Optimizing for Patient Payments:
When Health Plans accounted for over 95% of net patient revenue, it made sense for Health Systems to focus on minimizing cost-to-collect. But as patient out-of-pocket expenses continue to rise, leading Health Systems will optimize for patient payments using different metrics. They will focus on improving net collections to maximize cash today while delivering a superior payment experience that increases patient satisfaction—driving additional visits and referral volume tomorrow.
A Changing Healthcare Landscape:
If the key to improving the patient responsibility portion of revenue cycle performance is minimizing cost-to-collect, why haven’t Health Systems stopped spending money on patient collections? The answer is obvious of course—because their patient payments would quickly amount to zero.
This begs the question: When it comes to improving patient payments, is cost-to-collect still the right metric for your organization? It was logical to focus on cost-to-collect when more than 95% of net patient revenue came from Health Plans. Payers are both able to pay and contractually obligated to do so.
This approach capitalized on the shared incentive of Health Systems and Health Plans to reduce administrative efforts to manage payments. Unfortunately, this payer-centric model is no longer the best fit, in light of growing patient out-of-pocket volumes.
For many of our clients, patient out-of-pocket has grown to 15% or more of net patient revenue. The majority of these balances exceed $1,000, testing the limits of affordability for many patients. In fact, 61% of Americans cannot afford a $1,000 unplanned bill without having to borrow money or sell off possessions. If your organization is laser focused on managing to cost, it’s not addressing the payment barriers for 60% of patients who receive a $1,000 bill. It’s time to find a better strategy.
Rather than trying to minimize cost-to-collect, a better strategy will measure net collection rate (total patient payments less cost-to-collect) and accommodate higher balances by empowering patients to pay over time.
A Better Strategy:
Patientco data reveals that as bill balances climb above $500, patients are more likely to make a partial payment than to pay in full. Most of these patients are willing to meet their financial responsibilities. They simply lack the means or payment options to do so. Flexible payment terms may impact your organization’s balance sheet with increased A/R Days or the need to offset financing fees, but they will also grow patient payments.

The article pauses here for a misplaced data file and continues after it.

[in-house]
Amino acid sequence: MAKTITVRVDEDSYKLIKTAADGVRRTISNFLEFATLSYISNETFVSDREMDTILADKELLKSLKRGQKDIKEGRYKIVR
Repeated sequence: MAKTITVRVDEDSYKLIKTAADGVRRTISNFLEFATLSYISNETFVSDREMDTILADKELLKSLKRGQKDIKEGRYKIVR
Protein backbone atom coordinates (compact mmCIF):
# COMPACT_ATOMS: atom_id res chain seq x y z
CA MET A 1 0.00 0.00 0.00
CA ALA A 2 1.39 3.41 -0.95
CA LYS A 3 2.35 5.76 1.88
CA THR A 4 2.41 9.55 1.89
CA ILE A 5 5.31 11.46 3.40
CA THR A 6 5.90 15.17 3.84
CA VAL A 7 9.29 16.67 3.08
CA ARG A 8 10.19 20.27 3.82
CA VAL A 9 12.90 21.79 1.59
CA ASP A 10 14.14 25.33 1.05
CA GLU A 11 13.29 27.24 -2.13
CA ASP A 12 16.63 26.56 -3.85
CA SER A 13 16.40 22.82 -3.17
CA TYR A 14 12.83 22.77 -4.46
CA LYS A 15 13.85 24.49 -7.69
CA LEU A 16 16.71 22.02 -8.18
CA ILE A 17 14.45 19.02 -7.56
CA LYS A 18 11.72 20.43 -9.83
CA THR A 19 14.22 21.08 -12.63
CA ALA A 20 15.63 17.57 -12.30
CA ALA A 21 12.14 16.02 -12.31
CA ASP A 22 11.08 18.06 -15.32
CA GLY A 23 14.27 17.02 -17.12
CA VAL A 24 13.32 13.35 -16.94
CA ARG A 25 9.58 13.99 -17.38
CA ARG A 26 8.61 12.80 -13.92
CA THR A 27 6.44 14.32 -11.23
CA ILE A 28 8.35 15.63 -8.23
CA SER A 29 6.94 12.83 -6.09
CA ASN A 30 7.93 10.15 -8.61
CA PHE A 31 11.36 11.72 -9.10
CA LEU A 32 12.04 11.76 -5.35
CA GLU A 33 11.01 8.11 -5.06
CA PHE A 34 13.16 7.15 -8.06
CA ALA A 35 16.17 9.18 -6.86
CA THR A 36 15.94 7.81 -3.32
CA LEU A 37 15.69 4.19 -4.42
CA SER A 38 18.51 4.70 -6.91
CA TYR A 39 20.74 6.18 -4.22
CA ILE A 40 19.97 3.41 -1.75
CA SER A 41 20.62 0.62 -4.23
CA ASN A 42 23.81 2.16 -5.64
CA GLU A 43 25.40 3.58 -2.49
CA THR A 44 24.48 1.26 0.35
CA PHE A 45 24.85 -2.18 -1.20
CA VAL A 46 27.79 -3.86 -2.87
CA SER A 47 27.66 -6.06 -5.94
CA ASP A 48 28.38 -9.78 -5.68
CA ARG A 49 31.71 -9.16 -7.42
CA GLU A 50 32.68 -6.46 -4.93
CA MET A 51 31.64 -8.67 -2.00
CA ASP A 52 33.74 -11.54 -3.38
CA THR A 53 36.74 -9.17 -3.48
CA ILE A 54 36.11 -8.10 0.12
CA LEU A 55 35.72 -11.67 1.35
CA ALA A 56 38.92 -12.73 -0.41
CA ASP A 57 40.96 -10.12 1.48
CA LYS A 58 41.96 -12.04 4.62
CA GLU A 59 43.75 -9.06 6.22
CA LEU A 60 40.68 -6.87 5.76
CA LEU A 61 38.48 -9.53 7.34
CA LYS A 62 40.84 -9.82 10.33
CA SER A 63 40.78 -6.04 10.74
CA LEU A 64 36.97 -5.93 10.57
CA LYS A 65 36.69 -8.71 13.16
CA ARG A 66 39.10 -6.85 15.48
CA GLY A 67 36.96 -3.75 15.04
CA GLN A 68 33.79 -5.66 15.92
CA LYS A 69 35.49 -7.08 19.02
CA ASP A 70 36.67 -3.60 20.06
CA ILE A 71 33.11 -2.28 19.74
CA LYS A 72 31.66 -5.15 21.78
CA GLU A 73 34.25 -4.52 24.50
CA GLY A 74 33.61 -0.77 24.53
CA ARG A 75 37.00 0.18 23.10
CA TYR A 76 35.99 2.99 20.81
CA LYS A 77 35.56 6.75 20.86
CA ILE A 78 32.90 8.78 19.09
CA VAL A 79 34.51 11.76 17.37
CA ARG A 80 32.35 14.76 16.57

A tangible example: Offering a 24-month, zero-interest loan may cost your organization 20 cents on the dollar. But isn’t collecting 80% of the payment dollars preferable to zero or only a small partial payment?
Now, put yourself in the patient’s living room. When they open an offer with flexible terms and lower interest than most consumer credit cards, their healthcare instantly becomes more affordable. Furthermore, they don’t have to worry about getting calls from a collection agent or a hit to their credit score. After a superior patient financial experience, that patient is much more likely to return for future care. They are also more likely to recommend your Health System to family and friends.
While net collection rate is a better success metric than cost-to-collect, it’s only part of the equation. By optimizing net collections and patient satisfaction, your organization will capture more payment dollars and grow patient loyalty. This increase in patient loyalty is essential because it generates more referrals and return visits.
The Bottom Line:
Given these insights, what should your organization do today?
1. Measure the right thing.
Don’t assume your patient payments or net collections are fixed. Likewise, don’t always reach for the cost-reduction lever. Instead, try using net collection and patient satisfaction rates to bring more value to your organization.
2. Improve patient financial access.
3. Revisit the role of collection agencies.
Healthcare is the #1 source of debt-collection calls in the U.S. The true cost of poor consumer experience is realized in the future.
Organizations focused on growing patient satisfaction through the financial experience will closely examine their use of collection agencies. Your organization might have a cost-to-collect of $0, but that doesn’t matter if you’re not generating enough cash or creating a positive patient experience.
By optimizing both net collections and patient satisfaction, your Health System can put more dollars in the bank today and fortify patient loyalty tomorrow.